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Reproduction of self-rotation duration

Abstract : 10 The vestibular system detects the velocity of the head even in complete darkness, and thus contributes to spatial orientation. However, during vestibular estimation of linear passive self-motion distance in darkness, healthy human subjects mainly rely on time, and they replicate also stimulus duration when required to reproduce previous self-rotation. We then made the hypothesis that the perception of vestibular-sensed motion duration is embedded within encoding of motion kinetics. The ability to estimate time during passive self-motion in darkness was examined with a self-rotation reproduction paradigm. Subjects were required to replicate through self-driven transport the plateau velocity (30, 60 and 90 • /s) and duration (2, 3 and 4 s) of the previously imposed whole-body rotation (trapezoid velocity profile) in complete darkness; the rotating chair position was recorded (500 Hz) during the whole trials. The results showed that the peak velocity, but not duration, of the plateau phase of the imposed rotation was accurately reproduced. Suspecting that the velocity instruction had impaired the duration reproduction, we added a control experiment requiring subjects to reproduce two successive identical rotations separated by a momentary motion interruption (MMI). The MMI was of identical duration to the previous plateau phase. MMI duration was fidelitously reproduced whereas that of the plateau phase was hypometric (i.e. lesser reproduced duration than plateau) suggesting that subjective time is shorter during vestibular stimulation. Furthermore, the accurate reproduction of the whole motion duration, that was not required, indicates an automatic process and confirms that vestibular duration perception is embedded within motion kinetics. 25 26 The contribution of the vestibular system to orientation and 27 localization of the body in space has long been suggested, 28 and recent studies have shown that indeed, for passive angular 29 whole-body motion in darkness [3,12,13,16,21,22], the brain can 30 retrieve the traveled path amplitude from vestibular information 31 (together with somatosensory information). These estimates of 32 angular self-motion are probably computed first by time integra-33 tions (from the vestibular signal of acceleration to position) and 34 then through the more topologic (spatial and temporal) "path 35 integration" [17,18]. 36 However, in our experiments on distance estimation of lin-37 ear transport [2,11], subjects used time (they mentally counted) 38 to complement vestibular information in order to evaluate their 39 self-motion magnitude. Furthermore, when required to repro-40 * Correspondence to: LDC-EPHE, (I. Israël). duce self-rotation amplitude, subjects reproduced also motion 41 duration (and peak velocity) [10,21]. We then made the hypoth-42 esis that time was reproduced "automatically", i.e. that the 43 perception of vestibular-sensed motion duration is embedded 44 within the encoding of motion kinetics and cannot be processed 45 independently during motion. 46 Subjects were required to reproduce the plateau duration of 47 the previously imposed rotation, in complete darkness. In order 48 to examine also the effect of motion velocity on time estimate, 49 different plateau velocities were used, and the subjects had to 50 replicate both the duration and the velocity of the plateau. The 51 aim of the plateau segment (stimulus shorter than 5 s) was to 52 provide target time intervals start/end cues through the motion 53 inertial acceleration steps per se, thus without additional sensory 54 input in order to avoid the possible different sensory modality 55 influence [19] on vestibular time estimation. 56 Sixteen healthy volunteers (eight men and eight women),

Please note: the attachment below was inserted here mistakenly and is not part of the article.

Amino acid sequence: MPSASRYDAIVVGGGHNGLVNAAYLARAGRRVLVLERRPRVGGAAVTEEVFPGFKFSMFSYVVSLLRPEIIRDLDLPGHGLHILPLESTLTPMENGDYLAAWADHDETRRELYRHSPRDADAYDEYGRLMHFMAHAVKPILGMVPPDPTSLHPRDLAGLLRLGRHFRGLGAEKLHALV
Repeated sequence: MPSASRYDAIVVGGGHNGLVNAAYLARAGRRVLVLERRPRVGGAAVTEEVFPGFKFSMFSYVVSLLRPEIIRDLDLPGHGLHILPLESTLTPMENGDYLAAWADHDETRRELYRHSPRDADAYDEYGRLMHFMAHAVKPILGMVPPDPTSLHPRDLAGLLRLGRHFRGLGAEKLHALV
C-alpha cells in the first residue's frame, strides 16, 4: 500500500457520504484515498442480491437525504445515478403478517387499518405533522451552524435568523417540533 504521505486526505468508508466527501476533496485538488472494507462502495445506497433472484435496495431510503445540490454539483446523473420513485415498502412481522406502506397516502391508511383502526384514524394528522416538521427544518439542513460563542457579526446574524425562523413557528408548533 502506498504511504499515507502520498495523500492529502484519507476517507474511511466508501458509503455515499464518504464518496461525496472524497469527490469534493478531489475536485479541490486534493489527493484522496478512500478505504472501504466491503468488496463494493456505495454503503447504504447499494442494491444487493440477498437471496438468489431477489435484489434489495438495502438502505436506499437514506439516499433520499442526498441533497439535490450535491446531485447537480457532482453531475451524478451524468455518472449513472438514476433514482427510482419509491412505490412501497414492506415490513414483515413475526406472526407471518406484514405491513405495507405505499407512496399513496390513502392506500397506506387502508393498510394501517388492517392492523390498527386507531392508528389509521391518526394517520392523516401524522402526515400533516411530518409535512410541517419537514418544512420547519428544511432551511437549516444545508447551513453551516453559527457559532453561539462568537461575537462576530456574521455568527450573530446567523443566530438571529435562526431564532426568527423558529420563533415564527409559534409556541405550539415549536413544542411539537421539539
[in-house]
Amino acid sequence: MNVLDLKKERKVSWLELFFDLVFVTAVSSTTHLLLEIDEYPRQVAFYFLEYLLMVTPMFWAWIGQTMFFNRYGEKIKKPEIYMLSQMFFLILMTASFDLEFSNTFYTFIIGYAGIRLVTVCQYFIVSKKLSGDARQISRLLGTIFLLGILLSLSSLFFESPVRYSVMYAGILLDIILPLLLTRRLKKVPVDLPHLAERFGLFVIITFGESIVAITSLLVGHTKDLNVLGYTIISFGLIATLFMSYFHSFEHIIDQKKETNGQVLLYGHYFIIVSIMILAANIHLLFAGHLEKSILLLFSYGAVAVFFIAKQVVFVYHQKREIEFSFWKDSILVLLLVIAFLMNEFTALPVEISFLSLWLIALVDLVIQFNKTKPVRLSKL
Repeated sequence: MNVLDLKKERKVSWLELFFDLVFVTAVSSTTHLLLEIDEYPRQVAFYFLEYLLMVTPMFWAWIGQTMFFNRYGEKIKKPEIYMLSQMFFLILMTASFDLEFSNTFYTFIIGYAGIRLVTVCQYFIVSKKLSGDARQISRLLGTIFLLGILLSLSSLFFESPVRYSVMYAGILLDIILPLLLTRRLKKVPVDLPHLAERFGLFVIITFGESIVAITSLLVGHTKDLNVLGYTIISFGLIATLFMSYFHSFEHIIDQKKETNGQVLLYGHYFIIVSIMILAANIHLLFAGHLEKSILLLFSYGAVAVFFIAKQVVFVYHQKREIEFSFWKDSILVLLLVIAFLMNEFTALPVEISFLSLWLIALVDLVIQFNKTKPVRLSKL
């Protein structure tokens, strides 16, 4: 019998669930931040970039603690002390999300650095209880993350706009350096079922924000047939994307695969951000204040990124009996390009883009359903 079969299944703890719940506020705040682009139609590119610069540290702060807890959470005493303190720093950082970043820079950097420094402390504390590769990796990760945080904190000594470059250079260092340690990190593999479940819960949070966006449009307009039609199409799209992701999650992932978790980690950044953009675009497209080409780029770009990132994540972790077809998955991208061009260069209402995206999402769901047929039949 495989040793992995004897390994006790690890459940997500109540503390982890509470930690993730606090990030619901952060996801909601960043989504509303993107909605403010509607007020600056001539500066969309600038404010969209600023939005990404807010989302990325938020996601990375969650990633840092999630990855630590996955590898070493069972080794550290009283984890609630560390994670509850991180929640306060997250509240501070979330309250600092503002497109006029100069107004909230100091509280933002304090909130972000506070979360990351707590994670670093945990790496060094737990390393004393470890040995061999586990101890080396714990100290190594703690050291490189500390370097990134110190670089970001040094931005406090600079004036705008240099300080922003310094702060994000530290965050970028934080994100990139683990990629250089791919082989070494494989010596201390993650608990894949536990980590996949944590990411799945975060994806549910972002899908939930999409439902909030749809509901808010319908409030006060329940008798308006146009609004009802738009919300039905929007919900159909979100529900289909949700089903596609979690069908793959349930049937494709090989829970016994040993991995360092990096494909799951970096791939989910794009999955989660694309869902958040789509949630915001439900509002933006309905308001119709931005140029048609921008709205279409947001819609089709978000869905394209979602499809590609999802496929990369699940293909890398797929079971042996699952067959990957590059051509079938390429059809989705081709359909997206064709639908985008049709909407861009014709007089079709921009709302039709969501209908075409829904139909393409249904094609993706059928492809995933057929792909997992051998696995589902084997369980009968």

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I. Israël, I. Siegler, S. Rivaud-Péchoux, B. Gaymard, P. Leboucher, et al.. Reproduction of self-rotation duration. Neuroscience Letters, Elsevier, 2006, 402 (3), pp.244-248. ⟨10.1016/j.neulet.2006.04.005⟩. ⟨hal-02395714⟩



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